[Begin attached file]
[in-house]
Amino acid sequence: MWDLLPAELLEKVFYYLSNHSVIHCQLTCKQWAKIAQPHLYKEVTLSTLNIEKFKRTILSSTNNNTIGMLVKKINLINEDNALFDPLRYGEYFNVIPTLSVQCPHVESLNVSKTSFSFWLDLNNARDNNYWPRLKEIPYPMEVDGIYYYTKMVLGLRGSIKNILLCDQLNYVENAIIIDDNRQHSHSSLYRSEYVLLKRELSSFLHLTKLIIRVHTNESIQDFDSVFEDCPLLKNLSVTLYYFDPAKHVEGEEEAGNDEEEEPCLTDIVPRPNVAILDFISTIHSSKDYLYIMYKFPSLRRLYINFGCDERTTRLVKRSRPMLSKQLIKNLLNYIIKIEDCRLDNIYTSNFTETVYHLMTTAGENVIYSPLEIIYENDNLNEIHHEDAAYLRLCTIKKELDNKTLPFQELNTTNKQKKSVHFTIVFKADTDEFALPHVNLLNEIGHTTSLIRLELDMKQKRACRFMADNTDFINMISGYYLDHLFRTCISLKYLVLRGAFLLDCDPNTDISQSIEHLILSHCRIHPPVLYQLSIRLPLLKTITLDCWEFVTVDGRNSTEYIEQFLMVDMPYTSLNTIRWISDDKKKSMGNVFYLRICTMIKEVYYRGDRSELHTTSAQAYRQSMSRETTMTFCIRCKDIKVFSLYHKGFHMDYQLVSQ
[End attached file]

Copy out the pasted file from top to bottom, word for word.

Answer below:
[in-house]
Amino acid sequence: MWDLLPAELLEKVFYYLSNHSVIHCQLTCKQWAKIAQPHLYKEVTLSTLNIEKFKRTILSSTNNNTIGMLVKKINLINEDNALFDPLRYGEYFNVIPTLSVQCPHVESLNVSKTSFSFWLDLNNARDNNYWPRLKEIPYPMEVDGIYYYTKMVLGLRGSIKNILLCDQLNYVENAIIIDDNRQHSHSSLYRSEYVLLKRELSSFLHLTKLIIRVHTNESIQDFDSVFEDCPLLKNLSVTLYYFDPAKHVEGEEEAGNDEEEEPCLTDIVPRPNVAILDFISTIHSSKDYLYIMYKFPSLRRLYINFGCDERTTRLVKRSRPMLSKQLIKNLLNYIIKIEDCRLDNIYTSNFTETVYHLMTTAGENVIYSPLEIIYENDNLNEIHHEDAAYLRLCTIKKELDNKTLPFQELNTTNKQKKSVHFTIVFKADTDEFALPHVNLLNEIGHTTSLIRLELDMKQKRACRFMADNTDFINMISGYYLDHLFRTCISLKYLVLRGAFLLDCDPNTDISQSIEHLILSHCRIHPPVLYQLSIRLPLLKTITLDCWEFVTVDGRNSTEYIEQFLMVDMPYTSLNTIRWISDDKKKSMGNVFYLRICTMIKEVYYRGDRSELHTTSAQAYRQSMSRETTMTFCIRCKDIKVFSLYHKGFHMDYQLVSQ